be a princess, a puppet in this tinsel
show of kings and queens! It is my
word and the king's will wb.ieh_-b.ave
made my happiness an impossibility
Though I love you, I wish never to see
you again I shall be wife but in
name, yet I may not have a lover I
am not av woman ot the court I am
pioud of my honoi, though the man
who is to be my husband doubts that."
"No, Gretchen." said I "he does not
doubt it, but he wishes me to do so
I believe in your innocence as I believe
in youi love
"It is sad is it not" said she "that
we must go through our davs loving
each other and all the world standing
between? I ba\ ij%er lo\ed a-man
before I did not want to kne you I
did not know that I lo\ed you till I
saw that your life was danger Yet
I am glad that I ba\e lned for a brief
second, for till a woman loves she does
not live I am bra%e do you be like
wise I shall go back to the world, and
who shall know of the heart of fire
beneath the ice? Not even the man I
love. Kiss me. It is the last kiss I
shall take from the lips of any man."
And it seemed to me that ouV souls
met in that last -kiss, melted and be
came one. Her hands dropped to her
side, and swiftly she sped from the
She had entered the coach. The-cav
alrymen were perched upon the box.
There was a crack of the lash, and the
coach rolled awa* I watched it, stand
ing in the road. A cloud of yellow dust
partially obscured it from view. Half
a mile beyond rose a small bill. This
the coach mounted, and the red.gold
of the smoldering sun engulfed it Was
it a face 1 saw at the window' Per
haps. Then over the hill all disap
peared nnd with it the whole world,
and I stood in emptiness, alone.
Gretchen had gone.
I was wandering- almlesaJy through
the rose gardens when the faroff sound
of galloping hoofs came on the breeze.
Nearer and nearer it drw. I ran out
Into the highway. I saw a horse come
wildly dashing along. It was riderless,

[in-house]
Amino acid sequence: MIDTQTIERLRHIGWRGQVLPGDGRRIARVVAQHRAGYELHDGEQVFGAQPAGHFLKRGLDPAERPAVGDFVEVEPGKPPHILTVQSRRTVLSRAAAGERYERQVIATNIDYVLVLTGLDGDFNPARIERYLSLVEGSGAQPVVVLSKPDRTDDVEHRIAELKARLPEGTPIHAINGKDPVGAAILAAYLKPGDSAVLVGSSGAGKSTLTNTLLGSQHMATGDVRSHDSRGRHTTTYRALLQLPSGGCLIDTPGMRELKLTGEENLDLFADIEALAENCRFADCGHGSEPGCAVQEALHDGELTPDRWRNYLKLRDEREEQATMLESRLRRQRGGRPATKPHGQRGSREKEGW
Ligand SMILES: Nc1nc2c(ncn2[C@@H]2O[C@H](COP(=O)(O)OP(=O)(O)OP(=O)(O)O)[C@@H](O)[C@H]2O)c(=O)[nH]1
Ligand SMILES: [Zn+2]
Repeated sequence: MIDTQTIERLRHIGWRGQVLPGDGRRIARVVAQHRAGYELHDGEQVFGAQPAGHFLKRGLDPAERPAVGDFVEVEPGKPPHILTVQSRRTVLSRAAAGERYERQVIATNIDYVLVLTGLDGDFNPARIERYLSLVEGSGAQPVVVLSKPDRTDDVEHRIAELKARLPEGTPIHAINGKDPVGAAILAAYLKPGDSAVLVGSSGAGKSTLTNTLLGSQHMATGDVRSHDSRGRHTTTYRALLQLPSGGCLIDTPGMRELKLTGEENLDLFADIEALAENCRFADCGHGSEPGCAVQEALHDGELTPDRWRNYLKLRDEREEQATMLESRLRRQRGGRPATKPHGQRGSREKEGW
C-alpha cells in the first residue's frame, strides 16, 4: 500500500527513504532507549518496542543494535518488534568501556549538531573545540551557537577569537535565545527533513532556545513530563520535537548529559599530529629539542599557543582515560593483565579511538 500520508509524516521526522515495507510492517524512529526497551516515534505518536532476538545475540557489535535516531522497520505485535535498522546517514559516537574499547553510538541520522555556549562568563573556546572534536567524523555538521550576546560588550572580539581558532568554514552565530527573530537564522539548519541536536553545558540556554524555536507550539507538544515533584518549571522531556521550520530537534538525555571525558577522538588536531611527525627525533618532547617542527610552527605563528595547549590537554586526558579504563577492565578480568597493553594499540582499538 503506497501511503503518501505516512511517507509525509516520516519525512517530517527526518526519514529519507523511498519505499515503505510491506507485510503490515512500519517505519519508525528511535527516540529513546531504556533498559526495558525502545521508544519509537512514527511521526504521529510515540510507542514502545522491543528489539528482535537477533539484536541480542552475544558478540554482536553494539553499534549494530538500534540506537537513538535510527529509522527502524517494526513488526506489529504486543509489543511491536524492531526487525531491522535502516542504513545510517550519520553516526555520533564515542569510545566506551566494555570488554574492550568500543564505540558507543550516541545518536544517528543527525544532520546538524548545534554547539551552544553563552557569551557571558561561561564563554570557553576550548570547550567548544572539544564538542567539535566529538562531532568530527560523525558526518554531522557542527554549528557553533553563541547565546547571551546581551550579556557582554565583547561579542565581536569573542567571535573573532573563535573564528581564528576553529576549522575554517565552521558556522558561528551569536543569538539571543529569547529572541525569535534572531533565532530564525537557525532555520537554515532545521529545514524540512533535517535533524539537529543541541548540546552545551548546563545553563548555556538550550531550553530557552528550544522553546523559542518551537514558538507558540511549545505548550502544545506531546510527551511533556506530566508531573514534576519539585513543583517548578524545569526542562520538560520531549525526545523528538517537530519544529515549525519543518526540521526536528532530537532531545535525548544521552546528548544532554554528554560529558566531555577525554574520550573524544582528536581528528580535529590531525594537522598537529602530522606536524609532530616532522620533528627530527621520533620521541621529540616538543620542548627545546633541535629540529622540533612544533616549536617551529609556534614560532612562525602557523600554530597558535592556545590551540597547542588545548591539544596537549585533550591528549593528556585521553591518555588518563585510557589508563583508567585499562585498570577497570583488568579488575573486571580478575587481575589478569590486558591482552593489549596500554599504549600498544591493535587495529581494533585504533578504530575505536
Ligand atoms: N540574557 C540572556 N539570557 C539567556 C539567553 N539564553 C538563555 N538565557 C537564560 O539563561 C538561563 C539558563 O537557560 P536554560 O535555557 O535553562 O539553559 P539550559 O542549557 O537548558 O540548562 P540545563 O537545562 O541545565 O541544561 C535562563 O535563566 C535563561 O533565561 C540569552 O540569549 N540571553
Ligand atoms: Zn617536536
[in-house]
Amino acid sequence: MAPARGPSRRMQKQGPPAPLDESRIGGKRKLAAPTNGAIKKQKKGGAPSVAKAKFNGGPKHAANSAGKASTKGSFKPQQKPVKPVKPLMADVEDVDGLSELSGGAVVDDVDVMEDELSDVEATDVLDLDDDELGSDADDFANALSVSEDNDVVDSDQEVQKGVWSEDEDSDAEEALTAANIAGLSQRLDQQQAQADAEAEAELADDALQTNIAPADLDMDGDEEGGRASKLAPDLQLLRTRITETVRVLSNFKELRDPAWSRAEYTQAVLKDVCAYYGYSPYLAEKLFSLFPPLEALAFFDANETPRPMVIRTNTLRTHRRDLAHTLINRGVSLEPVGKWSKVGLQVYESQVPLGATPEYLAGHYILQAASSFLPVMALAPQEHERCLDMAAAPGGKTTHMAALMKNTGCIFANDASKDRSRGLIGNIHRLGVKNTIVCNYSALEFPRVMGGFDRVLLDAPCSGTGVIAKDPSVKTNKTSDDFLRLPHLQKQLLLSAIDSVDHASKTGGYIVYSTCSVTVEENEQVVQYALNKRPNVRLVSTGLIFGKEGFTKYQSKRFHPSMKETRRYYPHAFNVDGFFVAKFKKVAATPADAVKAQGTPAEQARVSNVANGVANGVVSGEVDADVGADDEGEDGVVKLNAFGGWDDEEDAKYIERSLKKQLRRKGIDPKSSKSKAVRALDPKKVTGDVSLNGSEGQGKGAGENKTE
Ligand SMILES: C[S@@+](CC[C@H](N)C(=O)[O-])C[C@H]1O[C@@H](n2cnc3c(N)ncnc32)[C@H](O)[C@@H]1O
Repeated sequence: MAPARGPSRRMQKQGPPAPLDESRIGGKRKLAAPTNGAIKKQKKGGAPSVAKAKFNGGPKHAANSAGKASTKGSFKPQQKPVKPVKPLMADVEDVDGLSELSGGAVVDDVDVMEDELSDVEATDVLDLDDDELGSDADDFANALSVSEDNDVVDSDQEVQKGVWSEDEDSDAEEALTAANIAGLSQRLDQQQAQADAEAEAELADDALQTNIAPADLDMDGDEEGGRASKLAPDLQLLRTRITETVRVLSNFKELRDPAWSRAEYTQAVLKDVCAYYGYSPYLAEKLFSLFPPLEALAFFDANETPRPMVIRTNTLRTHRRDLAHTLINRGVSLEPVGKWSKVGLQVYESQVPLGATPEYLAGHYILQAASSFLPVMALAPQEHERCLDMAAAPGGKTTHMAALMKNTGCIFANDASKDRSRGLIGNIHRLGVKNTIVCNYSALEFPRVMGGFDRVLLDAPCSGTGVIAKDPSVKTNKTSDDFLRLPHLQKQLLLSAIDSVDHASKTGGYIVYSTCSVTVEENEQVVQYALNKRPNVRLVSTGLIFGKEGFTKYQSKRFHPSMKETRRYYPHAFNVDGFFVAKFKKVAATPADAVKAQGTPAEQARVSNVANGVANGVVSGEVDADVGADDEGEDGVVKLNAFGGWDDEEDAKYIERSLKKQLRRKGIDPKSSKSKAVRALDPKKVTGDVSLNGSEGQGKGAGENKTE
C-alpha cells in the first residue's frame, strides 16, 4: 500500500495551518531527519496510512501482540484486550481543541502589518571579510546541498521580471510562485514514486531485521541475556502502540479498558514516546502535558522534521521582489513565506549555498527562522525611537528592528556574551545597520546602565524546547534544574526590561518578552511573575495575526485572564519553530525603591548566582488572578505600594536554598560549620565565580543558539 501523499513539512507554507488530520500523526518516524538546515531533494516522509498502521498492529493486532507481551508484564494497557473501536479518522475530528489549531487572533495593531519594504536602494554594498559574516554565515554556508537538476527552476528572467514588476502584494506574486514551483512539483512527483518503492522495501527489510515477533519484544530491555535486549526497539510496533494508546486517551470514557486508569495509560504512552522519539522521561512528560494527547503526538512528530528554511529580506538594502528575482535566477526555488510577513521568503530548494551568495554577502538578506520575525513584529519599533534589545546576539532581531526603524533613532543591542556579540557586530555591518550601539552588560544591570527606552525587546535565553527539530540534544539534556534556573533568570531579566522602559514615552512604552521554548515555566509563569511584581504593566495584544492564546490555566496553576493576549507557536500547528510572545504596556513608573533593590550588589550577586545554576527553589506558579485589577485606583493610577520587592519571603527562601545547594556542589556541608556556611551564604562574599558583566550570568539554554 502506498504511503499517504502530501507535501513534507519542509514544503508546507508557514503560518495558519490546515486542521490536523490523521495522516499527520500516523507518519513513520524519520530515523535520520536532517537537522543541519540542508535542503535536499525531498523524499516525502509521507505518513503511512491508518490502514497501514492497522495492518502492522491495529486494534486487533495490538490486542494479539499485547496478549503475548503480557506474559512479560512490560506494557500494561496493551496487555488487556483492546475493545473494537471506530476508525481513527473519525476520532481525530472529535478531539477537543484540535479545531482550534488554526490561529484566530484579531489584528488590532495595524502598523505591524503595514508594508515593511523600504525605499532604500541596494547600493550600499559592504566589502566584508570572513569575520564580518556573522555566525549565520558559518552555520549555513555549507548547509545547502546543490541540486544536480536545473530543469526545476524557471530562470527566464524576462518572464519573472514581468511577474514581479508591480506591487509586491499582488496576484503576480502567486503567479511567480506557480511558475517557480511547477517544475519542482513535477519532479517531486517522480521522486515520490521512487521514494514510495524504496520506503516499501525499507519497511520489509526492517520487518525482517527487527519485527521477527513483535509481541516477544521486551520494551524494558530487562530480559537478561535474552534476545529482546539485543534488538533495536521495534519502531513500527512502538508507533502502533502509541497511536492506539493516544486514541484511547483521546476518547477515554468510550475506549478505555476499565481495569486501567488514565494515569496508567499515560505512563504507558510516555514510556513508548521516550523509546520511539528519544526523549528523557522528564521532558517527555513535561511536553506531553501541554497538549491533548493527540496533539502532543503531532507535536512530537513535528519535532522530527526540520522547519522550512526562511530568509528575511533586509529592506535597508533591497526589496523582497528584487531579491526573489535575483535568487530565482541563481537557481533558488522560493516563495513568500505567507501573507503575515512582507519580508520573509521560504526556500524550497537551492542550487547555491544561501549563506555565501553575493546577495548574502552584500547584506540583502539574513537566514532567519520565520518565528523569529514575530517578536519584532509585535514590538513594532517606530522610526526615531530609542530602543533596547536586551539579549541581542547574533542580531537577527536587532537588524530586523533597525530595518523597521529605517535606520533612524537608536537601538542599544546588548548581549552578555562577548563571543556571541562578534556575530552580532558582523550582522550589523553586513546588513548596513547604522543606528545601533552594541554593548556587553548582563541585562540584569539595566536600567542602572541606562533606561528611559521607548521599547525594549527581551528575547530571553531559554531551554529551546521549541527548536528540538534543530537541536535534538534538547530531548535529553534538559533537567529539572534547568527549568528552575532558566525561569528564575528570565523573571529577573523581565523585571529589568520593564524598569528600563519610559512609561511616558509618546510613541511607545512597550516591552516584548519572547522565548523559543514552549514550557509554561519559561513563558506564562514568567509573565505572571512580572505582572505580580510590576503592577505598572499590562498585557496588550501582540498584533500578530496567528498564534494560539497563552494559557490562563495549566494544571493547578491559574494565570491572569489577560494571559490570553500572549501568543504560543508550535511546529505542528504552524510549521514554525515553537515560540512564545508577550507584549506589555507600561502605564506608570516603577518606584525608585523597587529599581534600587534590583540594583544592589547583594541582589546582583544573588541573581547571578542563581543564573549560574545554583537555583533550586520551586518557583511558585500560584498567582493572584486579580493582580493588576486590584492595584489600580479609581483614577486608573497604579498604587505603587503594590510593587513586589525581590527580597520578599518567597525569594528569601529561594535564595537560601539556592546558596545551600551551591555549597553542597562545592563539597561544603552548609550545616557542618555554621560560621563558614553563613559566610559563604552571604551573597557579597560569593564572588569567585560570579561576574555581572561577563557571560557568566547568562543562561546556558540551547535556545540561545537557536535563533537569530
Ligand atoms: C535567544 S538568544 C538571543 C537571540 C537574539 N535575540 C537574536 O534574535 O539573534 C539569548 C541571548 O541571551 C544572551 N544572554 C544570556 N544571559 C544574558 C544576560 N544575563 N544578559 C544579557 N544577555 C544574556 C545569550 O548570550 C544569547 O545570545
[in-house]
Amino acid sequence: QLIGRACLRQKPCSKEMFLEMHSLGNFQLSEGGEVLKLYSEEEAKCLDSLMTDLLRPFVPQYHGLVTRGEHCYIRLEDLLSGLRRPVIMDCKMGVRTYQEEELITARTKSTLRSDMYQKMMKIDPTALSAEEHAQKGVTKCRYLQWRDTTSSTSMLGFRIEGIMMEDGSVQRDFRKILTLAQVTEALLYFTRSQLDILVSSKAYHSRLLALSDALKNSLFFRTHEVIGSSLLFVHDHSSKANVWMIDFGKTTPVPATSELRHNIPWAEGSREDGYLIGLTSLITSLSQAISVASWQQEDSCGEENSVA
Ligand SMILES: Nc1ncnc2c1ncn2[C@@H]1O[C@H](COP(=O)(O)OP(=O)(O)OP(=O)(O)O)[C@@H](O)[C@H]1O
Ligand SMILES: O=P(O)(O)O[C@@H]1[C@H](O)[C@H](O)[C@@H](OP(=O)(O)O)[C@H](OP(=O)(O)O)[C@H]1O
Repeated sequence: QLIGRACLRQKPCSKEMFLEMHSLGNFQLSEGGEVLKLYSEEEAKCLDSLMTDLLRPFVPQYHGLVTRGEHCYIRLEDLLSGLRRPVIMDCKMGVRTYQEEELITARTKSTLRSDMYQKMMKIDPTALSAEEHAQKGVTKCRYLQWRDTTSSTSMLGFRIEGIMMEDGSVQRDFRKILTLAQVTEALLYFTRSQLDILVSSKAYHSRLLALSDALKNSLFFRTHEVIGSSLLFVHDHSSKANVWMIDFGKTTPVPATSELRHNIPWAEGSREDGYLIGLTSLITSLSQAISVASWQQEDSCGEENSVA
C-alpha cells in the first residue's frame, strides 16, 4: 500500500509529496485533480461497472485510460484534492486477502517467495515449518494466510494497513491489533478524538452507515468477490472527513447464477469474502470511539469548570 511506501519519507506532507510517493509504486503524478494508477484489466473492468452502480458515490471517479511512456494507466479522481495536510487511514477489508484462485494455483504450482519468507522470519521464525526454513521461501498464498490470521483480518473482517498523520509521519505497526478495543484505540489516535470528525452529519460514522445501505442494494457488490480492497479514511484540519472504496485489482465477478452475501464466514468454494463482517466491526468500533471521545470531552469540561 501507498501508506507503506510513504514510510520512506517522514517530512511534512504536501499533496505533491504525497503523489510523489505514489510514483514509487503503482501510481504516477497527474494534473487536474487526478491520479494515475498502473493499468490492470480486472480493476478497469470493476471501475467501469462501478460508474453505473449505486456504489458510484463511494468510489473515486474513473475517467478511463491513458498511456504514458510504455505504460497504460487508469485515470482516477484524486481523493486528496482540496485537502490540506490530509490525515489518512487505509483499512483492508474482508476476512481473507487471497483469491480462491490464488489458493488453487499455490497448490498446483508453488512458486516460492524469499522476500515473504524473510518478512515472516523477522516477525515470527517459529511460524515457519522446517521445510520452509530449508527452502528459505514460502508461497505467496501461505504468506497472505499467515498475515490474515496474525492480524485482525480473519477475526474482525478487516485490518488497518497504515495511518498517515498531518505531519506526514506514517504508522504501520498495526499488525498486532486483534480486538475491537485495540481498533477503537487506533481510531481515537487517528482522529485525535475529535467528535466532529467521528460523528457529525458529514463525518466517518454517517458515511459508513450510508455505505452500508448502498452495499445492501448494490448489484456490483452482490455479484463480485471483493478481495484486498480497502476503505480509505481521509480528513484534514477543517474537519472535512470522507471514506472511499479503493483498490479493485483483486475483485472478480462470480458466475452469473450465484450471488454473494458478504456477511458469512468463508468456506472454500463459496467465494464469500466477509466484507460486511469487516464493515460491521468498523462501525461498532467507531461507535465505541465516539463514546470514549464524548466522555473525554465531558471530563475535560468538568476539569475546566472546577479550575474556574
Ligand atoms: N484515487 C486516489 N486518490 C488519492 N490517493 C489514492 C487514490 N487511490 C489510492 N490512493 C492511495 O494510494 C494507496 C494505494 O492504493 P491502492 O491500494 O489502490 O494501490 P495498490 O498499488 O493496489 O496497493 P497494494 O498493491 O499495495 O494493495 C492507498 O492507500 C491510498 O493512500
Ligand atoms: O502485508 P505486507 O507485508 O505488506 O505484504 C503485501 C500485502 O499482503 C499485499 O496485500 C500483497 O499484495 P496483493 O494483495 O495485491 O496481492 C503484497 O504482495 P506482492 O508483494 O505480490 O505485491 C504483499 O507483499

and as it came closer I saw the foam of
sweat dripping from its flanks" and
shoulders. As the animal plunged to
ward me I made a spring and caught,
the bridle, hanging on till the brute
came to a standstill. It was quivering
from fright. There was a gash on its
neck, and it was bleeding and turning
the white flakes of sweat into a murky
"Good Lord!" I ejaculated. "If one
of the cavalry horses. Hiilars or the
Innkeeper has been hurt"
I was of the mind to~mount the ani
mal and go In search of them when
Stahlberg, who had come to my as
sistance, said that I had best wait A
quarter of an hour passed. Then we ___
could see another horse, perhajps^iLlf jctateT
mile away, coming toward the innat
p. canter. From what I could see hi the
pale light, the horse carried 1 double
burden. A sheet_of 4ee seemed to fall
on my heart" WhafiPhad happened?
Had" Dan and the-"
prince come to
biowis? Alas, could have cried out fn
anguish at the sight which-finally met
my gaze. The innkeeper held the reins,
and propped up in front of him was
Hiilars, to -ill appearances dead. __
"Gott," cried the innkeeper, discov
ering me, "but I am glad to see'you,
herr! Your friend has been hurt, bad
ly, badly/'
^Heavens!" I cried, jrhe hand and
wrist of the Innkeei er which encircled
Hiilars were drenched in blood.
"Yes a bullet somewhere in his chest
Help me down with him. is not